There are some valid reasons that an investment advisor might recommend that a U.S. tax nonresident should invest in offshore mutual funds. Typically, the reasons include reducing income tax, capital gains tax and potential estate taxes. But if you are a nonresident by virtue of your presence in the U.S. on a G-4 visa, many or all of the reasons may not be valid. This article explores the tax law that impacts U.S. income tax nonresidents and the exceptions that may apply to those here on G-4 visas.
In the U.S., income tax nonresidents are subject to a 30% withholding tax certain U.S. source income which includes dividends from U.S. companies. With respect to capital gains from the sale of stock or securities, such gains are not subject to tax for a nonresident who is not physically present in the U.S. for more than 182 days in the tax year. For U.S. estate tax, the estate of a U.S. nonresident is taxed to the extent of that person’s U.S. property and only $60,000 of value is exempted as opposed to $5.45 million of value for a U.S. estate tax resident.
For a nonresident not living in the U.S., all of these taxes can be avoided by investing in offshore mutual funds.
An offshore fund is a fund that is organized outside of the U.S. and is therefore considered to be non-U.S. property for U.S. income and estate tax purposes. However, for a G-4 visa holder who is physically present in the U.S. for more than half the year, there may not be any benefit to owning offshore funds. Let us now take a look at each component: income tax, capital gains tax, and estate tax.
For income tax, the idea is that since the fund is offshore, any income distributed by the fund to its shareholders is considered to be non-U.S.; thus, a nonresident shareholder will not be subject to U.S. tax. This is all true; however, if the fund itself is investing in U.S. securities, the fund itself is subject to the withholding taxes of 30% on any dividends it earns from U.S. companies. Therefore, while it is true that the nonresident shareholder is not directly subject to the withholding tax, every shareholder is indirectly subject to the tax because the fund is paying it.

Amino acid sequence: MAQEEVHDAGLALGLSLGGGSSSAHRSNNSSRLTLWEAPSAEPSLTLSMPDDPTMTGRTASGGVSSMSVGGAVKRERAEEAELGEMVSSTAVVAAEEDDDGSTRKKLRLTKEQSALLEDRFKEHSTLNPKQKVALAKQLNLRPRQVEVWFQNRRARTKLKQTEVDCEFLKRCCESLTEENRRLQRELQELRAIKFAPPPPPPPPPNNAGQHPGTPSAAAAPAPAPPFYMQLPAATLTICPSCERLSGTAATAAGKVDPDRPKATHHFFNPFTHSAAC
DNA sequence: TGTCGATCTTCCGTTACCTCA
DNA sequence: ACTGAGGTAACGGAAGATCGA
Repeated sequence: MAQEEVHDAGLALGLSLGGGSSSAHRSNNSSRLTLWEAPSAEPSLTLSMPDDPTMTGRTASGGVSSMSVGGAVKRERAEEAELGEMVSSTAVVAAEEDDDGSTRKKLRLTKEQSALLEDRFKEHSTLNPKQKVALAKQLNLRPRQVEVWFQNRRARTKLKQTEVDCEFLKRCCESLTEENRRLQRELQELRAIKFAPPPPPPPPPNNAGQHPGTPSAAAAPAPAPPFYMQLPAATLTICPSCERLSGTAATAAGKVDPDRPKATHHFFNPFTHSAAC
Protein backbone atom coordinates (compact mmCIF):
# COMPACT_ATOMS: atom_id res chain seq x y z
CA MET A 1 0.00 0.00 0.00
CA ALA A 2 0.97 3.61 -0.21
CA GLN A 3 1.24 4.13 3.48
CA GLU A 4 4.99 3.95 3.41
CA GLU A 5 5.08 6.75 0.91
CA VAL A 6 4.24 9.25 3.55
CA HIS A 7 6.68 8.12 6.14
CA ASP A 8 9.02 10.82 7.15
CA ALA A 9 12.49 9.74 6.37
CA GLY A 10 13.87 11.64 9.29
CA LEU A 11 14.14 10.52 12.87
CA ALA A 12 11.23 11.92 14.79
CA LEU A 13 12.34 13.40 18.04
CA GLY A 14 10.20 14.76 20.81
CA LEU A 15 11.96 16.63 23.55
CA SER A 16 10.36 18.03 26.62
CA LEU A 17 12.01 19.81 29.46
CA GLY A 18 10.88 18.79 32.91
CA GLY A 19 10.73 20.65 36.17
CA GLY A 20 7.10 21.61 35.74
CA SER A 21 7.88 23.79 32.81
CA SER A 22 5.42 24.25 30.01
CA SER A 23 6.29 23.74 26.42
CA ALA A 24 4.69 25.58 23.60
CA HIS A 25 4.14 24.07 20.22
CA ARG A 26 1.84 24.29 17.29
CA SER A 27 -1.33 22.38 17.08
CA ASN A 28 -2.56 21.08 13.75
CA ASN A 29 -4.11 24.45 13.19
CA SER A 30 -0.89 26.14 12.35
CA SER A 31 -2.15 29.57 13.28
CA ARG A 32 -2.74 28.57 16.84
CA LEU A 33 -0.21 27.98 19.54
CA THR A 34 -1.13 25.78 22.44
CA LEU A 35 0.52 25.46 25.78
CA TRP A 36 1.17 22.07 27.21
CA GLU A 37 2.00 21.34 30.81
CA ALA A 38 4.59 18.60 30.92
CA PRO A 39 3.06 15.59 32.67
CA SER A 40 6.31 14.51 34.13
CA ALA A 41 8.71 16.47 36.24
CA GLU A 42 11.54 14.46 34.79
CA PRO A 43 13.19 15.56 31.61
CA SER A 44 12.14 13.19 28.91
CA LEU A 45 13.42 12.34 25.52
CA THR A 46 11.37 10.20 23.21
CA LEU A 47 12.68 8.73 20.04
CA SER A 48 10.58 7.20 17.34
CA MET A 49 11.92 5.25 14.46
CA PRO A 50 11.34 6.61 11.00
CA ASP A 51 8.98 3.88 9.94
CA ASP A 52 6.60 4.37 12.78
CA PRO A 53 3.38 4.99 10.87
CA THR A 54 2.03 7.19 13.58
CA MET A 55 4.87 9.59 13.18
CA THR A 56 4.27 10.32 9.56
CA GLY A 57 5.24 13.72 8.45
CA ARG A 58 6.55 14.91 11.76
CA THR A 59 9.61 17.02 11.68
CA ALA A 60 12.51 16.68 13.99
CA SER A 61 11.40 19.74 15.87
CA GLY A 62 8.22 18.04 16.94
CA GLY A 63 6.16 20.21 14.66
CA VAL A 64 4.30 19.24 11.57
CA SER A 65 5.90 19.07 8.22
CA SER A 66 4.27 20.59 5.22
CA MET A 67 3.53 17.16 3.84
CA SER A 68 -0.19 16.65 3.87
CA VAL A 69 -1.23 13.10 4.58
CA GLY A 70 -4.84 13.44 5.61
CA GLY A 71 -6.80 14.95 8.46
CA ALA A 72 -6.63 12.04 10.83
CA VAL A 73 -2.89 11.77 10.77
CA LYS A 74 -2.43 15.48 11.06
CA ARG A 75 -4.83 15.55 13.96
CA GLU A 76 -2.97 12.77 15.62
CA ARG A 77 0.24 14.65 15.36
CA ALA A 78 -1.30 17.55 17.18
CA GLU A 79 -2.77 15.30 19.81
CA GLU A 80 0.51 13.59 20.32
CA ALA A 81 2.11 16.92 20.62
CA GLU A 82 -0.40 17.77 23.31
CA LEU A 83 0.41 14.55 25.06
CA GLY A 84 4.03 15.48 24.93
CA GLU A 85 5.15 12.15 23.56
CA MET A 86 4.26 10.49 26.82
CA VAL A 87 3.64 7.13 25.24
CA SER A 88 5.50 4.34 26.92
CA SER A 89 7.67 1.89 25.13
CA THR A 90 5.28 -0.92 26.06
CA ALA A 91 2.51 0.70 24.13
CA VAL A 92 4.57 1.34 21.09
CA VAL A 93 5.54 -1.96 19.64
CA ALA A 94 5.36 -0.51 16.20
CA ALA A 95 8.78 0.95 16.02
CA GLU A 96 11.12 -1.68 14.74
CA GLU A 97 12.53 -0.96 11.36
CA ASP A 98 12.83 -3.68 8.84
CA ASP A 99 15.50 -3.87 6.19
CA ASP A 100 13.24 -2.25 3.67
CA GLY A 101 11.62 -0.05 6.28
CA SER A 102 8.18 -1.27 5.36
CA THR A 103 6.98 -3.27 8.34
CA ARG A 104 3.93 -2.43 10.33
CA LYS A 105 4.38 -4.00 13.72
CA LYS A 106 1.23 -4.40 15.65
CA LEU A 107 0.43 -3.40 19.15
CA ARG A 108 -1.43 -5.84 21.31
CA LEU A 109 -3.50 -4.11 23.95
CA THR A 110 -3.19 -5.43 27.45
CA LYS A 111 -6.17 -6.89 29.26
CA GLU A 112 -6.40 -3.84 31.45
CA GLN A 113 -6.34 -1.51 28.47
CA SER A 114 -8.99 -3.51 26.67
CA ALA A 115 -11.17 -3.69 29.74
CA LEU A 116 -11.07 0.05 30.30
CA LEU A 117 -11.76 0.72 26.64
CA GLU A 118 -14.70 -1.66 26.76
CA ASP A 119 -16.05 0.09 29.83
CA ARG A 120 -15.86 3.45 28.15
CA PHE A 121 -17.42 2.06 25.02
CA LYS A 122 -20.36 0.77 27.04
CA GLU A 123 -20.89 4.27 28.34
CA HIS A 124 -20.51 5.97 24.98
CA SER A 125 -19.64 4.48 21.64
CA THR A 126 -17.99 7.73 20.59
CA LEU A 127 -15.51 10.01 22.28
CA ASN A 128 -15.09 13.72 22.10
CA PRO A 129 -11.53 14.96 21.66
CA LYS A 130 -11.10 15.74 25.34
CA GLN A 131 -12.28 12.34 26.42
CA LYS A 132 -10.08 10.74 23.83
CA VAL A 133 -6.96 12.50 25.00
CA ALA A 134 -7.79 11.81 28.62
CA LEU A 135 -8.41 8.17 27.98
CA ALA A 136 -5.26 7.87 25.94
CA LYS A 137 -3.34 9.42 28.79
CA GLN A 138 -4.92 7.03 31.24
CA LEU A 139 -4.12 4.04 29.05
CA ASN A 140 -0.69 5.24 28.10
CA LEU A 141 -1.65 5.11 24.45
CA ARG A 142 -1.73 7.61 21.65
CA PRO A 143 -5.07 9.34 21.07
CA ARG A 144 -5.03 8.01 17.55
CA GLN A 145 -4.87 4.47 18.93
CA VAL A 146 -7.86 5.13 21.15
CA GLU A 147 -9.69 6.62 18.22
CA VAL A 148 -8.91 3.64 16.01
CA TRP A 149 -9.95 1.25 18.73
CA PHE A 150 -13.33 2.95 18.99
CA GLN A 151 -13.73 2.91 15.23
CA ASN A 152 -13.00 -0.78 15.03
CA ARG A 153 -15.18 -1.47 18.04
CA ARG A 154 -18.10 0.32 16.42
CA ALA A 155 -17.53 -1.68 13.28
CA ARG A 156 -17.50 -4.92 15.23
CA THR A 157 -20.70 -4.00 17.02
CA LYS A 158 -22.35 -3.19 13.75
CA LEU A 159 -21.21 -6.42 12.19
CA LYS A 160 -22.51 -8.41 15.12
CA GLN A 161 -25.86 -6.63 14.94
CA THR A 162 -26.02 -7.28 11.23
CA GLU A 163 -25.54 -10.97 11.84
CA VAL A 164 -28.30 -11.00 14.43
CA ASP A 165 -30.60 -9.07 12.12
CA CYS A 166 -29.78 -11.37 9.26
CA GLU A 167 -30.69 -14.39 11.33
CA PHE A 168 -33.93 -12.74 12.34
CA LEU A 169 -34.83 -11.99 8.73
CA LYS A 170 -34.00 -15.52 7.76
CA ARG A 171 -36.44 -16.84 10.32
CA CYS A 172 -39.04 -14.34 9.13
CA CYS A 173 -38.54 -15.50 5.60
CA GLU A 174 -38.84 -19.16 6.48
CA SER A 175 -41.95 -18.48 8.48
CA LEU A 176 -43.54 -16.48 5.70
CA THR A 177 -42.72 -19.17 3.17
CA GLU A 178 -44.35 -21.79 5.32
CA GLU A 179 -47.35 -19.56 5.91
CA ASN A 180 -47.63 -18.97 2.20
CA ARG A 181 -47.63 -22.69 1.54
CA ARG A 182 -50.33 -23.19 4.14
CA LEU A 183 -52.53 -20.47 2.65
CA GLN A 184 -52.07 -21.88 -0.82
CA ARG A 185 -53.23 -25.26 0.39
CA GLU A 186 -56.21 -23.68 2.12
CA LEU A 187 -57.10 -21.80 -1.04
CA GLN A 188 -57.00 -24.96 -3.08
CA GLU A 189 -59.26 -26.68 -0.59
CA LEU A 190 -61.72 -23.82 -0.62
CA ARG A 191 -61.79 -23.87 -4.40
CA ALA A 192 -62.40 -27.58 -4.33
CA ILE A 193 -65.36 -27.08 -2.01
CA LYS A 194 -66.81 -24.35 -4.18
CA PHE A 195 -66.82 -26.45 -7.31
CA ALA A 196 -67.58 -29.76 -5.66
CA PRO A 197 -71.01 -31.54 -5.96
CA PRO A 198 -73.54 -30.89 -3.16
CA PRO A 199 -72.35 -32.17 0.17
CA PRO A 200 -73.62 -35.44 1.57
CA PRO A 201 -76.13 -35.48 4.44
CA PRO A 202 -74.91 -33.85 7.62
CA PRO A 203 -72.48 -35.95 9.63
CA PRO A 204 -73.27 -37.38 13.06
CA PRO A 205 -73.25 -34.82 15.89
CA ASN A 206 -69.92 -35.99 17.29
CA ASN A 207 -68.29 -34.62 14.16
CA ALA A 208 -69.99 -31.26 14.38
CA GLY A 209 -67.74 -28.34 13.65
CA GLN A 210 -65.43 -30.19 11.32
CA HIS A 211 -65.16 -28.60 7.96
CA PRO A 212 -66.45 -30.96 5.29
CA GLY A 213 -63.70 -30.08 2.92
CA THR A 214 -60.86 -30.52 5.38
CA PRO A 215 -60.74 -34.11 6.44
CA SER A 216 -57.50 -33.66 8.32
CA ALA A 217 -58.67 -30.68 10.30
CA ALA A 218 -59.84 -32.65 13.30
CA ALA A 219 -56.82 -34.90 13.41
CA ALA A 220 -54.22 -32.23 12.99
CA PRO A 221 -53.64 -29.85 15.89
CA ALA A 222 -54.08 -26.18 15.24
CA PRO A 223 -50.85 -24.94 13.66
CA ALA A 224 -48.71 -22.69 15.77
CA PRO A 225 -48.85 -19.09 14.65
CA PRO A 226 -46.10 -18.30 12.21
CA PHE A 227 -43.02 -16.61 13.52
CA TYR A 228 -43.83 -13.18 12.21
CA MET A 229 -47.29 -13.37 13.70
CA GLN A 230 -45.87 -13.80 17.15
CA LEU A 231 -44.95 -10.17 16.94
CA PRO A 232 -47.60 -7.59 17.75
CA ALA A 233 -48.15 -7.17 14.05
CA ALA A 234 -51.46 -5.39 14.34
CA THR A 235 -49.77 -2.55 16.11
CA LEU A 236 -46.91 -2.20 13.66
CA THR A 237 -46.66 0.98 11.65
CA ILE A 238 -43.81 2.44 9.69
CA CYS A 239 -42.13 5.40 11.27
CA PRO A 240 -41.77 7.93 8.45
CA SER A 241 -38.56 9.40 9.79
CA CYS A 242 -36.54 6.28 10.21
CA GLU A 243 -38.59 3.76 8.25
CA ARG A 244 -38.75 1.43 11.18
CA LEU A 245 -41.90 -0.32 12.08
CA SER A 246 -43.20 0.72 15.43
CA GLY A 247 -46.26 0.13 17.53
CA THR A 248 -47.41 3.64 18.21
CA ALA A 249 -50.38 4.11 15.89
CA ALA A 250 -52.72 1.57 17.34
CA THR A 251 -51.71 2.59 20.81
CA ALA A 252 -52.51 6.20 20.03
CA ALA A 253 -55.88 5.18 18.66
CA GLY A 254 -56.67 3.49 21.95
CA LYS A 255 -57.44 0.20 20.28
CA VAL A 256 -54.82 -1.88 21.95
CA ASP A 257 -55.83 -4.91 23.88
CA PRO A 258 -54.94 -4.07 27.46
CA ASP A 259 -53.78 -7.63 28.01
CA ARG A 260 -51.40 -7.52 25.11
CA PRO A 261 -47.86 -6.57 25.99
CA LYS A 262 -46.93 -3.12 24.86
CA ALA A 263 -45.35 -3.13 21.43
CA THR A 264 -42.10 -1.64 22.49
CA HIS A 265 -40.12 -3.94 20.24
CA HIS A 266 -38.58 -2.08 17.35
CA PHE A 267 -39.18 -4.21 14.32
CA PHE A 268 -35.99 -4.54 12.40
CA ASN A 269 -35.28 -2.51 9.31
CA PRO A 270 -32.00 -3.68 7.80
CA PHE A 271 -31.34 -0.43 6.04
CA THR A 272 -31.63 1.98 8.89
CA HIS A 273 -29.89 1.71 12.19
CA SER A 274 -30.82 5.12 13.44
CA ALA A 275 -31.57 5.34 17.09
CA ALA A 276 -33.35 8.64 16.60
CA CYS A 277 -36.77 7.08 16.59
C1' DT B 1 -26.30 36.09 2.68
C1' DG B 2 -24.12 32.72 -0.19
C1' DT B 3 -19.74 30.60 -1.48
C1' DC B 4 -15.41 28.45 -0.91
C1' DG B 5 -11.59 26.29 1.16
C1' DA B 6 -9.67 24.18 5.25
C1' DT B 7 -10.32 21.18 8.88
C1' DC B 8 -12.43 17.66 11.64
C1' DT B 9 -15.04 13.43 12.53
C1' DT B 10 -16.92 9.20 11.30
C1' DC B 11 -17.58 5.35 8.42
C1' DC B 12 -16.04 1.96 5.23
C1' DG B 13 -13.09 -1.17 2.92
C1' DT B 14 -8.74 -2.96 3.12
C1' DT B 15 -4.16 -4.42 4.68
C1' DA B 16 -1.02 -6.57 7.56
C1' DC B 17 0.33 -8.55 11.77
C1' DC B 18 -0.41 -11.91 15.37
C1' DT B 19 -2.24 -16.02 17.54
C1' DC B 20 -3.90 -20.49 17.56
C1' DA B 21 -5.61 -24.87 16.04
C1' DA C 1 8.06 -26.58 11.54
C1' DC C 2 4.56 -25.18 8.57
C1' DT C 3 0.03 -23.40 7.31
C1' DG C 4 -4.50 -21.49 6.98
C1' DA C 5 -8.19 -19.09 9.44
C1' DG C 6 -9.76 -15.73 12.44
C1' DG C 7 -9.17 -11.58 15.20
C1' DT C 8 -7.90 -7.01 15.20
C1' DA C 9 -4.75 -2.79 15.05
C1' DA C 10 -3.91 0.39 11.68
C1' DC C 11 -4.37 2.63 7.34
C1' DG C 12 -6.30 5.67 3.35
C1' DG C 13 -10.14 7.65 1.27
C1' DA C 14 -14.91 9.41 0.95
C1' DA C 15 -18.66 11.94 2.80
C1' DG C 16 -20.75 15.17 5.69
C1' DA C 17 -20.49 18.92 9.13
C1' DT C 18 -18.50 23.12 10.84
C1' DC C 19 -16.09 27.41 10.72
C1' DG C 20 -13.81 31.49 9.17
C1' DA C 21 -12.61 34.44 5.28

For capital gains tax, as noted earlier, a nonresident who is present in the U.S. less than 183 days is not subject to capital gains tax. The U.S. nonresident in the U.S. on a G-4 visa will most likely have more than 182 days of physical presence in the U.S. and is therefore subject to a 30% tax on any gains.
For the estate tax, nonresident is defined differently than it is for income tax purposes. An estate tax nonresident is a person who is not domiciled in the U.S. If a person is in the U.S. on a G-4 visa, has a home in the U.S. and does not have a present intention of leaving the U.S., then that G-4 visa holder may actually be an estate tax resident and can exclude up to $5.45 million of asset value from the estate tax.
I started this article by noting that there may be valid reasons for owning offshore funds. I believe that to be the case but not if you are present in the U.S. on a G-4 visa. Careful consideration should be given to such funds as they typically have costs that are significantly greater than a mirror fund in the U.S.